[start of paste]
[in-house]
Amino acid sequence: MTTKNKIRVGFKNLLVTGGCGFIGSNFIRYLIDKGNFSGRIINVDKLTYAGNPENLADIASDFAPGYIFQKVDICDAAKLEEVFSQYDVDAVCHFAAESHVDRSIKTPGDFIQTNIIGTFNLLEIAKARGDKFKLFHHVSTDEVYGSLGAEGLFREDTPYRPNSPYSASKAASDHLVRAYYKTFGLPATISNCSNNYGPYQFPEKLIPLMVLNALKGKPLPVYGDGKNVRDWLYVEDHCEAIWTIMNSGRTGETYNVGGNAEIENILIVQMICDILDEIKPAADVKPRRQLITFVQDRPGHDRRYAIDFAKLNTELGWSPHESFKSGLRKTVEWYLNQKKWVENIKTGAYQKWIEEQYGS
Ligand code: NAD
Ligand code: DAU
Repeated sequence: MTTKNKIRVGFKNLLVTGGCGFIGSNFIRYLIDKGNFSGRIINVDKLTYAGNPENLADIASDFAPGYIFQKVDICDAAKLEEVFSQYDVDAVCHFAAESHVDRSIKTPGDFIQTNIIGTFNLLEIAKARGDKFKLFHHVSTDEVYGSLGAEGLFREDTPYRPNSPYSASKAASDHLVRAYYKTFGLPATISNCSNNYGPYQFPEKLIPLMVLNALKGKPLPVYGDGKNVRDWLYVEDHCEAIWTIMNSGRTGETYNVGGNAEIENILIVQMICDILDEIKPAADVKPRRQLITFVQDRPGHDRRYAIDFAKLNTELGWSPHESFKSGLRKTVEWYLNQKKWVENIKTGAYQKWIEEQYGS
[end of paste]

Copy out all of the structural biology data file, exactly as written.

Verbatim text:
[in-house]
Amino acid sequence: MTTKNKIRVGFKNLLVTGGCGFIGSNFIRYLIDKGNFSGRIINVDKLTYAGNPENLADIASDFAPGYIFQKVDICDAAKLEEVFSQYDVDAVCHFAAESHVDRSIKTPGDFIQTNIIGTFNLLEIAKARGDKFKLFHHVSTDEVYGSLGAEGLFREDTPYRPNSPYSASKAASDHLVRAYYKTFGLPATISNCSNNYGPYQFPEKLIPLMVLNALKGKPLPVYGDGKNVRDWLYVEDHCEAIWTIMNSGRTGETYNVGGNAEIENILIVQMICDILDEIKPAADVKPRRQLITFVQDRPGHDRRYAIDFAKLNTELGWSPHESFKSGLRKTVEWYLNQKKWVENIKTGAYQKWIEEQYGS
Ligand code: NAD
Ligand code: DAU
Repeated sequence: MTTKNKIRVGFKNLLVTGGCGFIGSNFIRYLIDKGNFSGRIINVDKLTYAGNPENLADIASDFAPGYIFQKVDICDAAKLEEVFSQYDVDAVCHFAAESHVDRSIKTPGDFIQTNIIGTFNLLEIAKARGDKFKLFHHVSTDEVYGSLGAEGLFREDTPYRPNSPYSASKAASDHLVRAYYKTFGLPATISNCSNNYGPYQFPEKLIPLMVLNALKGKPLPVYGDGKNVRDWLYVEDHCEAIWTIMNSGRTGETYNVGGNAEIENILIVQMICDILDEIKPAADVKPRRQLITFVQDRPGHDRRYAIDFAKLNTELGWSPHESFKSGLRKTVEWYLNQKKWVENIKTGAYQKWIEEQYGS